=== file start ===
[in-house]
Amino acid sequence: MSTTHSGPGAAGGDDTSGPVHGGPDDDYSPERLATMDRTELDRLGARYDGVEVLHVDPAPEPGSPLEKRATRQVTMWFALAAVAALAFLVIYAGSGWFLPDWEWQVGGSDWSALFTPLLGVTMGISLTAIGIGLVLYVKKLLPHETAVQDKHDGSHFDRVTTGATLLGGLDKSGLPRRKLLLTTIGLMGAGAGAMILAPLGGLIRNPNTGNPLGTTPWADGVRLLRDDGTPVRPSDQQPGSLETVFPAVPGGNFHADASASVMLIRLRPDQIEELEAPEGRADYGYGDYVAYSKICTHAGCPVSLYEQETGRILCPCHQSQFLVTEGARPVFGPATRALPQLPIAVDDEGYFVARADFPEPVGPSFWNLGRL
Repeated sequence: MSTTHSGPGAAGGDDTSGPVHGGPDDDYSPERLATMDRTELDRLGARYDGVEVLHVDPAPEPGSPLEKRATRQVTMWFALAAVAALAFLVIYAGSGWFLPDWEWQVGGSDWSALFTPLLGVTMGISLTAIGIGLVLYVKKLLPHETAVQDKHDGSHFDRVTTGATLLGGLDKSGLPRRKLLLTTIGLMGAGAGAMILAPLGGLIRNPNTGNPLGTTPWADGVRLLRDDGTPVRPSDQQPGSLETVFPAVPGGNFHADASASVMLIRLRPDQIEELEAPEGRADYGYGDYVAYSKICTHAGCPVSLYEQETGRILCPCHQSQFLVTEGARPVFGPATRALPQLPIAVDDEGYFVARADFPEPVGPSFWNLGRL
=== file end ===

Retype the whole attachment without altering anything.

[in-house]
Amino acid sequence: MSTTHSGPGAAGGDDTSGPVHGGPDDDYSPERLATMDRTELDRLGARYDGVEVLHVDPAPEPGSPLEKRATRQVTMWFALAAVAALAFLVIYAGSGWFLPDWEWQVGGSDWSALFTPLLGVTMGISLTAIGIGLVLYVKKLLPHETAVQDKHDGSHFDRVTTGATLLGGLDKSGLPRRKLLLTTIGLMGAGAGAMILAPLGGLIRNPNTGNPLGTTPWADGVRLLRDDGTPVRPSDQQPGSLETVFPAVPGGNFHADASASVMLIRLRPDQIEELEAPEGRADYGYGDYVAYSKICTHAGCPVSLYEQETGRILCPCHQSQFLVTEGARPVFGPATRALPQLPIAVDDEGYFVARADFPEPVGPSFWNLGRL
Repeated sequence: MSTTHSGPGAAGGDDTSGPVHGGPDDDYSPERLATMDRTELDRLGARYDGVEVLHVDPAPEPGSPLEKRATRQVTMWFALAAVAALAFLVIYAGSGWFLPDWEWQVGGSDWSALFTPLLGVTMGISLTAIGIGLVLYVKKLLPHETAVQDKHDGSHFDRVTTGATLLGGLDKSGLPRRKLLLTTIGLMGAGAGAMILAPLGGLIRNPNTGNPLGTTPWADGVRLLRDDGTPVRPSDQQPGSLETVFPAVPGGNFHADASASVMLIRLRPDQIEELEAPEGRADYGYGDYVAYSKICTHAGCPVSLYEQETGRILCPCHQSQFLVTEGARPVFGPATRALPQLPIAVDDEGYFVARADFPEPVGPSFWNLGRL